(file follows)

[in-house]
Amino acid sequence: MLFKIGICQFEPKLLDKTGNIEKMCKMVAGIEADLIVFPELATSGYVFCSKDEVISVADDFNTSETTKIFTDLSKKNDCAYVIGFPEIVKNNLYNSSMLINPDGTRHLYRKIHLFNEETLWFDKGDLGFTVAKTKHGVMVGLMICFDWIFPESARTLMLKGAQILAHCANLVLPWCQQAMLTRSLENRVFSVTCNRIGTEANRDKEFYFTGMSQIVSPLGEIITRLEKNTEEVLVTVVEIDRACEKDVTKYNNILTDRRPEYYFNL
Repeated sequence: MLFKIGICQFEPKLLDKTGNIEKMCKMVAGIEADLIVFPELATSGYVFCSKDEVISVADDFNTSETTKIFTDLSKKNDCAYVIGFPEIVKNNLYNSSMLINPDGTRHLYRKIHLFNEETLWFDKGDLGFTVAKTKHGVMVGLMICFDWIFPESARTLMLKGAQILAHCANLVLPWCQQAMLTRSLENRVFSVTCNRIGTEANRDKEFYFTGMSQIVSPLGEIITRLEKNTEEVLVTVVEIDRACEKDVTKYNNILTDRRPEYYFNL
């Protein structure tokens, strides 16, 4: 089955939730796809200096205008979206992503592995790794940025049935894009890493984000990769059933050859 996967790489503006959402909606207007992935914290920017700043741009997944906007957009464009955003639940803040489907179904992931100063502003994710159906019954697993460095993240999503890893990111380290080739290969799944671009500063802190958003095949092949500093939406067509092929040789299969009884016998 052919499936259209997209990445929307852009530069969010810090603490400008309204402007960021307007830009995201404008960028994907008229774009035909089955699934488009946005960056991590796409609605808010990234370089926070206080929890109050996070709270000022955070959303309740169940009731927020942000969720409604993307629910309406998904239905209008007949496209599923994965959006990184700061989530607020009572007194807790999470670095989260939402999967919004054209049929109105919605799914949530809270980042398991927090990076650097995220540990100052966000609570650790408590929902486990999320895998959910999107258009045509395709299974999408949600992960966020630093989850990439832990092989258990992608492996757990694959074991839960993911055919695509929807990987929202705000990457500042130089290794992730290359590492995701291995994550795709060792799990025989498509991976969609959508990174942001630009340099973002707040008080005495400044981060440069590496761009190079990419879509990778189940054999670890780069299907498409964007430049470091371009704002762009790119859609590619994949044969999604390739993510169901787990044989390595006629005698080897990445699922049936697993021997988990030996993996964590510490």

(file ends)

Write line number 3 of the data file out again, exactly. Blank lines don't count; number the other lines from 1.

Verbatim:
Repeated sequence: MLFKIGICQFEPKLLDKTGNIEKMCKMVAGIEADLIVFPELATSGYVFCSKDEVISVADDFNTSETTKIFTDLSKKNDCAYVIGFPEIVKNNLYNSSMLINPDGTRHLYRKIHLFNEETLWFDKGDLGFTVAKTKHGVMVGLMICFDWIFPESARTLMLKGAQILAHCANLVLPWCQQAMLTRSLENRVFSVTCNRIGTEANRDKEFYFTGMSQIVSPLGEIITRLEKNTEEVLVTVVEIDRACEKDVTKYNNILTDRRPEYYFNL